News by Andrew Kameka on Friday September 28, 2012.
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The chances of existing Android or iPhone users migrating to BlackBerry are not as high as the opposite happening. Though RIM remains optimistic that it can recapture market share in the high-end, it has decided to rebound by attracting a different type of smartphone customer - the first-time buyer.
RIM has traditionally placed most of its focus on enterprise users and high-end smartphone buyers. That will not be the only avenue that RIM pursues with BlackBerry 10. During its second quarter earnings call held yesterday, CEO Thorsten Heins said:
"...We believe that [with] the strength of the BlackBerry 10 product, we actually can also win market share back from other competitors. Third, don't forget that the market today is at 30% of smartphone penetration on average. So we are pretty confident that if you think about the people moving from feature phones to smartphones, then we can also catch a significant share of these [consumers] because we are really providing with BlackBerry 10 a whole new user experience. And that's why we run a big global marketing campaign driven by Frank Boulben, our new CMO, to really have a global launch and actually go after these 3 segments in parallel in a global launch procedure."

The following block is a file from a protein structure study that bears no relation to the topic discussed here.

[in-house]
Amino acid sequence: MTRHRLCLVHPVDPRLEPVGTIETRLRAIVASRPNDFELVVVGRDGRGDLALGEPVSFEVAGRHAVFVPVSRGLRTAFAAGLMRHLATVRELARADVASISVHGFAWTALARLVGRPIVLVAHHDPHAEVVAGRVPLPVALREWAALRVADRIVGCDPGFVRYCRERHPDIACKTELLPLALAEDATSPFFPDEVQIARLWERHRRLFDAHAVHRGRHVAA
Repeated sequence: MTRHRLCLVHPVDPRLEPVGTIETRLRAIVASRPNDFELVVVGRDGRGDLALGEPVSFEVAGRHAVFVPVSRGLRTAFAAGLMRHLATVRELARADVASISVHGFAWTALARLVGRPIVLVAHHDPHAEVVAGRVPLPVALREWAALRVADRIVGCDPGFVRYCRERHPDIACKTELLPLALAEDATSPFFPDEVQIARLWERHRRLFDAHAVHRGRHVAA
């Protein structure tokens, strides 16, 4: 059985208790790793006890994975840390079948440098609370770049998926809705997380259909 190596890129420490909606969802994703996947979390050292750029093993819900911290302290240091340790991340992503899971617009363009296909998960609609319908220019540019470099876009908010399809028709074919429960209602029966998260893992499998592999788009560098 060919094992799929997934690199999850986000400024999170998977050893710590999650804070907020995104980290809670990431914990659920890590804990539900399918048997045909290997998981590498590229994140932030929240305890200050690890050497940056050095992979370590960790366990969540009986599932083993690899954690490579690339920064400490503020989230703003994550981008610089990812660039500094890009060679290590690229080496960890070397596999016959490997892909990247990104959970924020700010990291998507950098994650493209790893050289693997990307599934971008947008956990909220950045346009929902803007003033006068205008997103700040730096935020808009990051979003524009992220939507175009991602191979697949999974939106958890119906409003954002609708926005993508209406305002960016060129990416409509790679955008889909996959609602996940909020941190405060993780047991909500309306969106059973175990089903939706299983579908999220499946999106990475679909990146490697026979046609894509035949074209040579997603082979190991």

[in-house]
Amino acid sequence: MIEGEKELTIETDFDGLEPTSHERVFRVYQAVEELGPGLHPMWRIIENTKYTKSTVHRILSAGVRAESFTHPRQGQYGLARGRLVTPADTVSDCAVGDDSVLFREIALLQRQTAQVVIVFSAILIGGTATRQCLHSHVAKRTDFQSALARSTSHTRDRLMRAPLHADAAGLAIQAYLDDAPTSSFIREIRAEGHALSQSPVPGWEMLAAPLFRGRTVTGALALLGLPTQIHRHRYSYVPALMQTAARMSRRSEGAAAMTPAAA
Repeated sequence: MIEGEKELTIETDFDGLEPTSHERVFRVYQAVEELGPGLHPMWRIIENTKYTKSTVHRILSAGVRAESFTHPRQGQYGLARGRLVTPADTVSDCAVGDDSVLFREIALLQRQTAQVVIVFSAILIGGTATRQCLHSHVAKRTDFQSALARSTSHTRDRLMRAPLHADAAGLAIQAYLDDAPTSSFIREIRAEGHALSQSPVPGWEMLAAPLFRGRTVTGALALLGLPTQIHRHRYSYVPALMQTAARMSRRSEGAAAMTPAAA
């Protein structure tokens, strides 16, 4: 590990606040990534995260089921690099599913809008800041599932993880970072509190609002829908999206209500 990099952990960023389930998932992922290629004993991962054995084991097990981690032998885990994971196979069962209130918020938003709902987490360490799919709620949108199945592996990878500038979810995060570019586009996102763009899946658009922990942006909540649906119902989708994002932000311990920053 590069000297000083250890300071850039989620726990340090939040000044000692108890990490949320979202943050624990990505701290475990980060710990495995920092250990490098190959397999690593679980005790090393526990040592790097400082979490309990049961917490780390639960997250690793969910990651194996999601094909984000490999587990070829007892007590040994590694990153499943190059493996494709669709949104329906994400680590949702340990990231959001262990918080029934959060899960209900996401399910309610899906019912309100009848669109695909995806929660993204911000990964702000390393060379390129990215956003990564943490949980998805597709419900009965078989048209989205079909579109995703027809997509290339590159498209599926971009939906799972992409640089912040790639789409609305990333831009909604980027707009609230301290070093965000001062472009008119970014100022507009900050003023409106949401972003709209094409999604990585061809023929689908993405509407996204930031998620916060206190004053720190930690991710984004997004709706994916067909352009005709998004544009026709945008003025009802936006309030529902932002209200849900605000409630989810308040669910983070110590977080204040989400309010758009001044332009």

Heins believes that RIM has a strong chance of attracting a buyer who has never purchased a smartphone, a potentially lucrative, but challenging market. First-time smartphone buyers are likely to ask for a familiar name or recommendation from a salesperson. The iPhone has the biggest brand recognition of any mobile device, and a sales person is more likely to suggest that device or a plethora of Android phones in various form factors and price points. BB10 could grow as smartphone penetration increases, but only if its coinciding marketing campaign is wildly successful.
RIM's fate will be determined by its ability to attract new customers in the high-end, midrange, and first-time markets with BB10. Android has become the most widely used operating system because there are so many options that a handful of different devices are bound to appeal to customers of every tier. RIM will not resign itself to only compete at the top level because that strategy won't produce the turnaround necessary to improve its market share. The company aims for third place at the moment, and it will need growth in all tiers to make that happen.
Heins confirmed that RIM will use BlackBerry 7 as its entry-level operating system, but it may also have an entry-level BB10 phone. It will definitely introduce midrange products, as Heins promises, "BlackBerry 10 will proliferate into the mid-tier, probably by fall this year, and we're working on a concept for an entry-level."source: RIM
Andrew is based in Miami, Florida.